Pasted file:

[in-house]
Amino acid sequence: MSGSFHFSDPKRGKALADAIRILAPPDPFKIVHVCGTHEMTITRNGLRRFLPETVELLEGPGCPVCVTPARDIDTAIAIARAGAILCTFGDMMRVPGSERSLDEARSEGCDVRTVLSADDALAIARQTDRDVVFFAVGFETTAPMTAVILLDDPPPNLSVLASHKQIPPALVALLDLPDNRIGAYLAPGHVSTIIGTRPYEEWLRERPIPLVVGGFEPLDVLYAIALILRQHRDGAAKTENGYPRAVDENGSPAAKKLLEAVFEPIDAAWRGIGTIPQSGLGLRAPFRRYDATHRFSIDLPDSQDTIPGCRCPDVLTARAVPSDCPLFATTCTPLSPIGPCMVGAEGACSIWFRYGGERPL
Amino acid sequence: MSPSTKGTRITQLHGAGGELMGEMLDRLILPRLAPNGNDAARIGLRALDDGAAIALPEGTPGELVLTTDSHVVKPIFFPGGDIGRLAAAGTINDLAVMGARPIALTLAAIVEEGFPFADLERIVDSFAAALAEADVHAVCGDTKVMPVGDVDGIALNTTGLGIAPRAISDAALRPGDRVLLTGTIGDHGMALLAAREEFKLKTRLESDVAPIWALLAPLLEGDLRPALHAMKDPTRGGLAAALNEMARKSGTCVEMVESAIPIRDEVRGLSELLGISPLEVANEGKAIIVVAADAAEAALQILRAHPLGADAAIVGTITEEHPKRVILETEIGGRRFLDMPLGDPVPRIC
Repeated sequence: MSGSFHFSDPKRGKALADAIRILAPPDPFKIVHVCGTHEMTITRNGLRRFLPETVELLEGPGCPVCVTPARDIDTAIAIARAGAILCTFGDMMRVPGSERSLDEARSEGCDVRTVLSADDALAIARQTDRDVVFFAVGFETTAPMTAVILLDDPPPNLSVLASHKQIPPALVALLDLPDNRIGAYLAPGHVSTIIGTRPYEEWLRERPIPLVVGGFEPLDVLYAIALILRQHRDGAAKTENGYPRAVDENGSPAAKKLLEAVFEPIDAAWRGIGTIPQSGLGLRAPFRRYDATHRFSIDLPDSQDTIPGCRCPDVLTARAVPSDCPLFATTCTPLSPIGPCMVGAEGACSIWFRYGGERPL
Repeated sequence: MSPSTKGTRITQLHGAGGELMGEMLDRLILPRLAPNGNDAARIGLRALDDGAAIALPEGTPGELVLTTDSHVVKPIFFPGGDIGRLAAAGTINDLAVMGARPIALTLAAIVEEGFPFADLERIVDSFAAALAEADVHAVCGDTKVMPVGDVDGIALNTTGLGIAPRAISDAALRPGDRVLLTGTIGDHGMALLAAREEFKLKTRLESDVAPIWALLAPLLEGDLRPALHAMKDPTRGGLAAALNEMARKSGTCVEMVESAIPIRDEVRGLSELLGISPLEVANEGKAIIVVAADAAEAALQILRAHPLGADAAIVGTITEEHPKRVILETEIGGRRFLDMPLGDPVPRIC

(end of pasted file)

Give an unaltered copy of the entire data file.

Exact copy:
[in-house]
Amino acid sequence: MSGSFHFSDPKRGKALADAIRILAPPDPFKIVHVCGTHEMTITRNGLRRFLPETVELLEGPGCPVCVTPARDIDTAIAIARAGAILCTFGDMMRVPGSERSLDEARSEGCDVRTVLSADDALAIARQTDRDVVFFAVGFETTAPMTAVILLDDPPPNLSVLASHKQIPPALVALLDLPDNRIGAYLAPGHVSTIIGTRPYEEWLRERPIPLVVGGFEPLDVLYAIALILRQHRDGAAKTENGYPRAVDENGSPAAKKLLEAVFEPIDAAWRGIGTIPQSGLGLRAPFRRYDATHRFSIDLPDSQDTIPGCRCPDVLTARAVPSDCPLFATTCTPLSPIGPCMVGAEGACSIWFRYGGERPL
Amino acid sequence: MSPSTKGTRITQLHGAGGELMGEMLDRLILPRLAPNGNDAARIGLRALDDGAAIALPEGTPGELVLTTDSHVVKPIFFPGGDIGRLAAAGTINDLAVMGARPIALTLAAIVEEGFPFADLERIVDSFAAALAEADVHAVCGDTKVMPVGDVDGIALNTTGLGIAPRAISDAALRPGDRVLLTGTIGDHGMALLAAREEFKLKTRLESDVAPIWALLAPLLEGDLRPALHAMKDPTRGGLAAALNEMARKSGTCVEMVESAIPIRDEVRGLSELLGISPLEVANEGKAIIVVAADAAEAALQILRAHPLGADAAIVGTITEEHPKRVILETEIGGRRFLDMPLGDPVPRIC
Repeated sequence: MSGSFHFSDPKRGKALADAIRILAPPDPFKIVHVCGTHEMTITRNGLRRFLPETVELLEGPGCPVCVTPARDIDTAIAIARAGAILCTFGDMMRVPGSERSLDEARSEGCDVRTVLSADDALAIARQTDRDVVFFAVGFETTAPMTAVILLDDPPPNLSVLASHKQIPPALVALLDLPDNRIGAYLAPGHVSTIIGTRPYEEWLRERPIPLVVGGFEPLDVLYAIALILRQHRDGAAKTENGYPRAVDENGSPAAKKLLEAVFEPIDAAWRGIGTIPQSGLGLRAPFRRYDATHRFSIDLPDSQDTIPGCRCPDVLTARAVPSDCPLFATTCTPLSPIGPCMVGAEGACSIWFRYGGERPL
Repeated sequence: MSPSTKGTRITQLHGAGGELMGEMLDRLILPRLAPNGNDAARIGLRALDDGAAIALPEGTPGELVLTTDSHVVKPIFFPGGDIGRLAAAGTINDLAVMGARPIALTLAAIVEEGFPFADLERIVDSFAAALAEADVHAVCGDTKVMPVGDVDGIALNTTGLGIAPRAISDAALRPGDRVLLTGTIGDHGMALLAAREEFKLKTRLESDVAPIWALLAPLLEGDLRPALHAMKDPTRGGLAAALNEMARKSGTCVEMVESAIPIRDEVRGLSELLGISPLEVANEGKAIIVVAADAAEAALQILRAHPLGADAAIVGTITEEHPKRVILETEIGGRRFLDMPLGDPVPRIC